And so, Jon, you know, we talked a bit about the change management and going in and, and, you know, being that business leader, thinking about data in terms of how it can assist the business in its goals. We talk a lot at Databricks about this overall sort of 10 step strategy for how do you go from in on-prem, you know, small data sets and not using data science and ML to moving towards cloud-based initiatives and being able to really leverage all your data across different business units and, and unifying these personas. And so we talk about not only the technology platform that’s needed to enable that, but also the cultural changes. So it’s consistent, I think, with, with your approach and going in and making sure, even as a technologist, you’re thinking about things from, how does it impact the business? How do I partner with the business to make sure that they’re successful? And then we’re not just building technology for the sake of technology?

Jon Francis (10:30):
Yeah, I think the other part of it too, is just thinking through how you can test and learn and start small. And, you know, instead of trying to boil the ocean, I like how you framed it. It’s, you know, start with some use cases where, you know, you can drive incremental value and maybe it’s not the perfect architecture. Maybe it’s not all the data you need or want but can you identify some use cases start small prove value to the organization. And then it almost becomes a flywheel where it builds on itself and people get excited about what they’re saying and the value it can drive. And then how, how can we get more of that? I don’t know, is that consistent with what you see with some of your other customers as well, how they approach the space?

Chris D’Agostino (11:14):
Yeah, exactly. You know what we talk about taking use cases and trying to bend them into different categories in terms of performance and feasibility. And so from a performance standpoint, I like to talk to customers about sub-second response times for use cases multi-sector and multi minute, because I think as you think about the use case and how quickly it needs to execute, what kind of data is needed in order to satisfy the use case. And then of course the algorithms that you might apply, you can start to figure out, well, these are the use cases we should prioritize first. And, and similar to you, this idea that you want to look for these quick wins, try to find something that’s in six weeks or less, that you’re not waiting. You know, the business isn’t waiting eight months for you to show results with ML, right? They want to see quick wins, but you also, as you said, you may not have the infrastructure. You may not have the data sets at the ready to be able to go big with a certain use case, but if you can start and be practical about it and pragmatic you’re gonna, you’re gonna get some traction, I think.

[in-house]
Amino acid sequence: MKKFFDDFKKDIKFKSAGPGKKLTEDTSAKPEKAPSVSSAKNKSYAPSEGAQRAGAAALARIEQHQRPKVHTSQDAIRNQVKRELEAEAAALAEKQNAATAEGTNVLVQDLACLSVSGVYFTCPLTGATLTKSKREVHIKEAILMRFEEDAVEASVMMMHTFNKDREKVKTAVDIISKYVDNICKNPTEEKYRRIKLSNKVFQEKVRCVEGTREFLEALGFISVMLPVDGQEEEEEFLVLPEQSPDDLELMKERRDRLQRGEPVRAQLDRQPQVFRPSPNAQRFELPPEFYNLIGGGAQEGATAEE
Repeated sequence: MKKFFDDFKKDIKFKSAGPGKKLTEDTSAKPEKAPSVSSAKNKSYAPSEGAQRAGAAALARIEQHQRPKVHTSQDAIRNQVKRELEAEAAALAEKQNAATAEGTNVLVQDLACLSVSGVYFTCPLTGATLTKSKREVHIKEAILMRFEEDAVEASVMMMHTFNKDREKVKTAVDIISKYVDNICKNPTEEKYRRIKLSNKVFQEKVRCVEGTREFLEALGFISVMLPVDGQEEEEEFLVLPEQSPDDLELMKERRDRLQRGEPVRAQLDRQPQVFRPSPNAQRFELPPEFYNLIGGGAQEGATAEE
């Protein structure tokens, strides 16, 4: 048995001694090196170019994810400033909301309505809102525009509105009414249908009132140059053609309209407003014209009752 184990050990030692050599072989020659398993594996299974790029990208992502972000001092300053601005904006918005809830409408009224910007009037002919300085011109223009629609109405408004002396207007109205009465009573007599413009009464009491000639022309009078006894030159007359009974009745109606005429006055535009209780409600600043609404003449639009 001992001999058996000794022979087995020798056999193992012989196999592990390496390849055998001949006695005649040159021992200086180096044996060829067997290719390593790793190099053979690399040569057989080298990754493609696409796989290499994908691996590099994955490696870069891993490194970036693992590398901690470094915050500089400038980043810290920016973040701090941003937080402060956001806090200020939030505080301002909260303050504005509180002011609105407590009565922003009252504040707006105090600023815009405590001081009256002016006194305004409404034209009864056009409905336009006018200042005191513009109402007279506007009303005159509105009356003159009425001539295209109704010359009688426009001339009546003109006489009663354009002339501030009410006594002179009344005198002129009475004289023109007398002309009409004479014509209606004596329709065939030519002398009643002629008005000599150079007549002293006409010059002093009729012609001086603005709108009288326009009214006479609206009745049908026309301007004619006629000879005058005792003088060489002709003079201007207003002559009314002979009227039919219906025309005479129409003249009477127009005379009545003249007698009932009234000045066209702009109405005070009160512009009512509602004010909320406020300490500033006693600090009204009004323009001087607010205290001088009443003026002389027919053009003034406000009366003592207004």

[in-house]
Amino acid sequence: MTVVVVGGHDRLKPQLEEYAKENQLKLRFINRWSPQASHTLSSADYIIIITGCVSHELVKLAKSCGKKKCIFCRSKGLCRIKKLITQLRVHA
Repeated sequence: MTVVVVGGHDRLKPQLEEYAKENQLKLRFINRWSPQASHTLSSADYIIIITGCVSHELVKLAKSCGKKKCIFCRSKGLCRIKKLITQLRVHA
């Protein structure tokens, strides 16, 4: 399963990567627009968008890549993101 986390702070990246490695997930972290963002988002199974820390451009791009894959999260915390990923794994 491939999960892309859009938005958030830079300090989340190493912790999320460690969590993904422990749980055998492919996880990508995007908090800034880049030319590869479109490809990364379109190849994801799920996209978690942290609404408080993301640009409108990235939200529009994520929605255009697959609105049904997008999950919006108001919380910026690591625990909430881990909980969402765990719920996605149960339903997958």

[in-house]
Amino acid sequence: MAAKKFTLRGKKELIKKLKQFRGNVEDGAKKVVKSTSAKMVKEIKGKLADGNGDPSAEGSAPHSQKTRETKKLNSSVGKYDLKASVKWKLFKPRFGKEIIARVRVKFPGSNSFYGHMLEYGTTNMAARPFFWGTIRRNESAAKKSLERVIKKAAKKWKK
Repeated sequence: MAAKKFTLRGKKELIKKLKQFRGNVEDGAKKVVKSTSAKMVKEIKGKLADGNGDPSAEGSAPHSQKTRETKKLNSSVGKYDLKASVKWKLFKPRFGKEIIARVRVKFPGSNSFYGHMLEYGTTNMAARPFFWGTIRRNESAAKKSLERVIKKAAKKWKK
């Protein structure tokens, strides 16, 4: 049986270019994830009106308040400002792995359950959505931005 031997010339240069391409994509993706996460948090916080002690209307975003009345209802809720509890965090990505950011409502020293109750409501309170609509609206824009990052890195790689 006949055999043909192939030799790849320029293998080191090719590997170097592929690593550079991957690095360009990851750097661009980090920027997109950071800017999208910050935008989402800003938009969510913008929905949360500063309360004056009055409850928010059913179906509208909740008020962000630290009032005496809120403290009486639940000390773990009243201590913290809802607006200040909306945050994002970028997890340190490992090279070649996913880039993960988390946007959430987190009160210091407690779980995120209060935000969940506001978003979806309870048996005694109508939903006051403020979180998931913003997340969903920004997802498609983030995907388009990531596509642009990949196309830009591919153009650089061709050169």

Jon Francis (12:15):
Yeah, I think it’s also in like, you know, I grew up as a practitioner as a statistician data sciences building models. And I think the challenge also is, you know, building something, I’m glad you mentioned scale because a lot of times a statistician or a data scientist might approach a problem as well I’m going to pick the hardest nastiest algorithm in terms of how I approach, how we’re going to solve this, this business prompt, but then if the can’t scale, then the utilization isn’t there. So I think that always needs to be top of mind, as you think about solutions that like, ultimately, if you want this to be running in production and driving value, you need to think about that way. And seeing that performance, especially for customer facing applications, if it’s on a website or an app that speed is going to be able to, in essence.

Chris D’Agostino (13:06):
So in terms of data products, you know, we talk a lot about at Databricks that the goal, as you move into this new data architecture and you collect more and more data, and you’re looking for insights, and oftentimes companies are looking for insights across business units. So there’s this push towards this sort of data product mentality of, we need to produce data products that are reusable. We have a particular data pipeline that does the refinement, does the data validation, the data curation. It makes sure the data is of good quality and it’s of a large enough scale that you can train machine learning models with it, for example, to, to bring in new use cases, new insights, how do you approach data products and, and forming your teams and identifying the potential? So the data products of course feed into the use cases, but data products is sort of a first-class citizen within the data ecosystem.

Jon Francis (14:01):
Yeah. And I, you know, I’m glad you mentioned insights because, because it always starts there just in terms of, in whether it’s through analytics that we’re getting off the behavioral data, or we’re doing ethnography and we’re talking to customers or we’re talking to our employees you know, I, I think it always starts with that. So when, you know, one example I’ll give in terms of just to kind of paint a picture around how we think through that, you know, obviously is a lot of retailers are facing during COVID. You see a lot of employers like ourselves working from home now and, and not in their usual routine of going in and getting a coffee in the morning on their way to work. And we’re seeing more shifting out to the suburbs in terms of, you know, customers who are now going to stores closer to home and not doing into cafes as much they’re going into drive throughs more.

Jon Francis (14:55):